Crushed red pepper (a.k.a. red pepper flakes) is a convenient way to add spiciness to various dishes since it is easy to measure out. The heat is usually moderate but quickly becomes overwhelming if you go overboard. You can use the tips below to rescue your meal if you have added too much crushed red pepper.
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The problem of a little too much crushed red pepper (as opposed to way too much) can easily be solved by diluting the dish. Just add more of all the ingredients except the red pepper and your food should be restored to a comfortable level of heat.
Dilution can be expensive since it requires more ingredients than you had planned. If you don’t want too many leftovers, try halving the dish and then making it back up to a full recipe with extra ingredients.
Dilution may not work if your crushed red peppers were unusually hot or you doubled or tripled the amount you were supposed to use. If that’s the case, try one of the other solutions below.
Wash it off
If the crushed red pepper is on the surface of the food the way it might be on a leg of lamb or whole chicken, just remove it. Place it under running water and wash the flakes away. In most cases, this should be enough to keep it from making food too hot. Re-season with other seasonings.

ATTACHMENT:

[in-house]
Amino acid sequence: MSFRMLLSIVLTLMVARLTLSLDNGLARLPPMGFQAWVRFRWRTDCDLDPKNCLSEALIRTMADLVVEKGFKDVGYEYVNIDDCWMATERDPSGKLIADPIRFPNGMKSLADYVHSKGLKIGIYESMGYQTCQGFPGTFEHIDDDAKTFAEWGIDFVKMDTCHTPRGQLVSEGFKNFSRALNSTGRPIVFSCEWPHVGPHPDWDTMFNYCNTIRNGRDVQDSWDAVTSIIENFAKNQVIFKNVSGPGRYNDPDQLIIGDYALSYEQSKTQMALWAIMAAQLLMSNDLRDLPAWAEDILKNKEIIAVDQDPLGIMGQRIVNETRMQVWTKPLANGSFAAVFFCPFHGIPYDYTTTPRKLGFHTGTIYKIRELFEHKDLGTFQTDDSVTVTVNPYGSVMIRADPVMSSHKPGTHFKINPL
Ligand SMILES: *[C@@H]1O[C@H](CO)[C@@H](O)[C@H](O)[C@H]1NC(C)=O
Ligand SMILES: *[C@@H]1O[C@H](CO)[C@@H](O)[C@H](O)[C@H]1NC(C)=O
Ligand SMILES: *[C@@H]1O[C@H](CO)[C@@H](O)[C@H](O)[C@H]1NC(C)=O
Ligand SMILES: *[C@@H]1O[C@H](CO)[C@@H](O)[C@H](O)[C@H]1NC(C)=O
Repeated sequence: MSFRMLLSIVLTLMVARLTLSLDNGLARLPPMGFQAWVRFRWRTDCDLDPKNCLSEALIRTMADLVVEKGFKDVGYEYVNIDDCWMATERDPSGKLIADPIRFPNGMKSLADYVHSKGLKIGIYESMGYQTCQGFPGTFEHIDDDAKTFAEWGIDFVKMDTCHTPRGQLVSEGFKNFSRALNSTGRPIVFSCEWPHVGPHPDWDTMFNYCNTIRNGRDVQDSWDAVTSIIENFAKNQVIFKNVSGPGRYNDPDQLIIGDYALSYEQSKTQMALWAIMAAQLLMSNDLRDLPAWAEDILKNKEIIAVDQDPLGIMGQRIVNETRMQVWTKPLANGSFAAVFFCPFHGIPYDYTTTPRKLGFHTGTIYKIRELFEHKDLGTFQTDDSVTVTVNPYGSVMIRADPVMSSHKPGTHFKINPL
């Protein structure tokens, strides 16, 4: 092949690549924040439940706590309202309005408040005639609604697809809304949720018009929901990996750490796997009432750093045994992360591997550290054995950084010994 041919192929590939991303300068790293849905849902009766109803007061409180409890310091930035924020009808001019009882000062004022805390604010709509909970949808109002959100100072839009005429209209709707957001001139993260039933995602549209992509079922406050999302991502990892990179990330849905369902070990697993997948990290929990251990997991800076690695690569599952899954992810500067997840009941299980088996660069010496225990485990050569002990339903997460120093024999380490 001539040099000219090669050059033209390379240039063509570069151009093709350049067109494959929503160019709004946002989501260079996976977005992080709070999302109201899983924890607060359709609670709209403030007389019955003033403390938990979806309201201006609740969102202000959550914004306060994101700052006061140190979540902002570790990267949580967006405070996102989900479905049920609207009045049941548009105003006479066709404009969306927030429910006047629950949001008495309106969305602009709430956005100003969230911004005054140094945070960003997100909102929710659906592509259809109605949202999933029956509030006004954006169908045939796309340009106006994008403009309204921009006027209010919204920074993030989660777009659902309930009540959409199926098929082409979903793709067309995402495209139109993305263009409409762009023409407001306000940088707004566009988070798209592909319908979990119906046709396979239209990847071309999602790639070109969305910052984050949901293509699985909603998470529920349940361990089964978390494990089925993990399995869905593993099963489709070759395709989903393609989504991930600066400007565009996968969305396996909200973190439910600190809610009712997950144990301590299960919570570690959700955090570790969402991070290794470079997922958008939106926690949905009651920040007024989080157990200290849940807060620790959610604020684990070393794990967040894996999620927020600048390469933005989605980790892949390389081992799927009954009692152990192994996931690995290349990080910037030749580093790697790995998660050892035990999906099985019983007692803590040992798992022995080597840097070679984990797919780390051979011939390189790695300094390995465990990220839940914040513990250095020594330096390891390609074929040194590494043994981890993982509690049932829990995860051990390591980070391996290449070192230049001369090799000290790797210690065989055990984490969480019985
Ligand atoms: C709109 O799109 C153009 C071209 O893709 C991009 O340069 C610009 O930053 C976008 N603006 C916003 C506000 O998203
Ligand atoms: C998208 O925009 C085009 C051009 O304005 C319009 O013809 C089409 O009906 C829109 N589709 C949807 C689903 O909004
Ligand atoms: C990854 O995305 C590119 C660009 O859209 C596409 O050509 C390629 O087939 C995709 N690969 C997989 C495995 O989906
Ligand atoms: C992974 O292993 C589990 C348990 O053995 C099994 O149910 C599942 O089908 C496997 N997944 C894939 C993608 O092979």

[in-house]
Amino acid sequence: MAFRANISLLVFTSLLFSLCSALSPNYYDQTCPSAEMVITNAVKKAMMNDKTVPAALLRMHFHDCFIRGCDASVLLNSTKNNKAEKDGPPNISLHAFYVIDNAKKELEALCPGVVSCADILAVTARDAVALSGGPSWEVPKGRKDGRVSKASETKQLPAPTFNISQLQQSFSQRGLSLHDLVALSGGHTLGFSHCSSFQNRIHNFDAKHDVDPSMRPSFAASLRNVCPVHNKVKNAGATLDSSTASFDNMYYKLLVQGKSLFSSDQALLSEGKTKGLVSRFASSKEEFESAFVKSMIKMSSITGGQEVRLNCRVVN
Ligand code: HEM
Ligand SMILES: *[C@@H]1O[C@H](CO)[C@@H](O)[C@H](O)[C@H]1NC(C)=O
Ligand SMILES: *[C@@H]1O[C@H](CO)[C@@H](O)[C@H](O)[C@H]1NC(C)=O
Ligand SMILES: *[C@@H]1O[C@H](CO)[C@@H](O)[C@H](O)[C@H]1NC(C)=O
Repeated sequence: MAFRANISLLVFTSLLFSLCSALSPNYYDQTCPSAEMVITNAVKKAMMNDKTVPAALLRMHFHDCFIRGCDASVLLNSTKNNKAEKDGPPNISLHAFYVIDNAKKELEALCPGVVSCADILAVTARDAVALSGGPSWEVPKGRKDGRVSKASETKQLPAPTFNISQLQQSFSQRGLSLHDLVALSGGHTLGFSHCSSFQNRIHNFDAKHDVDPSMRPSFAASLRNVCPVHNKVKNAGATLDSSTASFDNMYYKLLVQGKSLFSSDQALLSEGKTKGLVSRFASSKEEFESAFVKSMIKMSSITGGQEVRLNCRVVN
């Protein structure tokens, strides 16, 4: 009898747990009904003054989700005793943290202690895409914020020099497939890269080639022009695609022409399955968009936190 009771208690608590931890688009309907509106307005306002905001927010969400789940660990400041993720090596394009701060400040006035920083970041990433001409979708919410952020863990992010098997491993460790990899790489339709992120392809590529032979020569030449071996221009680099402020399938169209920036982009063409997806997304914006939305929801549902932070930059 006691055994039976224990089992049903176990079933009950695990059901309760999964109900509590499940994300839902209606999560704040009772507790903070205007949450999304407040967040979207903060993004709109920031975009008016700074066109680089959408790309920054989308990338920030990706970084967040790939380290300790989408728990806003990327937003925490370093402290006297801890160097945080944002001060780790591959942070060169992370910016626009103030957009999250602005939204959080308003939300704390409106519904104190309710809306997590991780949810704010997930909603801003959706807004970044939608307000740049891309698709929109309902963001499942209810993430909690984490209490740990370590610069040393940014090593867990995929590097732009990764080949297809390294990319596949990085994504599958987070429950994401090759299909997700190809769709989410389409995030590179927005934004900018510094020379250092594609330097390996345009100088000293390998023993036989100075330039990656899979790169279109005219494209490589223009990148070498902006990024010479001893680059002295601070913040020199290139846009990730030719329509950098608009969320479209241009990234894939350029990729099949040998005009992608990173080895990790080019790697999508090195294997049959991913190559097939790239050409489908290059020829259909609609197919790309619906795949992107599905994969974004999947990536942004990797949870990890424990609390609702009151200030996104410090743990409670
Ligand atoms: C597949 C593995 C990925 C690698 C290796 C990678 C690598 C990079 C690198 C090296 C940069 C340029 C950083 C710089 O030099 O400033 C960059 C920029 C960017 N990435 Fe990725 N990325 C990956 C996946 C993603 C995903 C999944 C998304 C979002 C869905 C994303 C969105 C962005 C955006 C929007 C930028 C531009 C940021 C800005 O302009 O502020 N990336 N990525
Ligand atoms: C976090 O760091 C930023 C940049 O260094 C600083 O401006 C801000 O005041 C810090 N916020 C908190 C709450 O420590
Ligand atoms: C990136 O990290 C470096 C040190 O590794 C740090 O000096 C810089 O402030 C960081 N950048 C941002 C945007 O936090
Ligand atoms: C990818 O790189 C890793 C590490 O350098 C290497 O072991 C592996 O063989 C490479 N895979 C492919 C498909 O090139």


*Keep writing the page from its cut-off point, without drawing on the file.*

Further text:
With soup or sauce, try using a fine strainer to get out the seeds and flakes. Taking them out will stop them from releasing more of their heat; if the crushed red pepper has already been cooking for a while, removing it will not make the dish less hot.
Dairy products are among the most commonly recommended tools for neutralizing excessive heat from chili peppers. The casein in dairy products will bind with the capsaicin that is responsible for the crushed red pepper’s heat. By binding with capsaicin, casein removes it from the tongue and disperses it. It works in the same way that dish soap removes grease on kitchen utensils.
Any dairy product should work; milk, yogurt, and even ice cream can be useful. You can add the dairy item to the dish or serve it on the side. For example, a curry with too much crushed red pepper may benefit from a raita on the side; a chili will be helped by adding sour cream.
Many experts recommend the use of acidic foods as a means of counteracting capsaicin. Thai and Indian cuisines do this quite well with the addition of lime juice or tamarind paste as a means of neutralizing the heat.
The tartness may help to break down the capsaicin and can balance out the heat. Acidity can come from numerous sources aside from limes and tamarinds, such as tomatoes and peppers; choose the option that is best for your recipe.
Adding a sweetener to a dish with too much crushed red pepper can help. It won’t directly affect the heat level, but it will provide an additional flavor to distract from it. The sweetener can be sugar but does not have to be. Consider agave nectar or honey if you need a liquid source of sweetness.
Alternatively, you may want to add sweet ingredients like raisins or other dried fruit that may be appropriate for softening the heat of some dishes. For a dish only a little too much crushed red pepper, consider adding a mildly sweet ingredient like caramelized onions.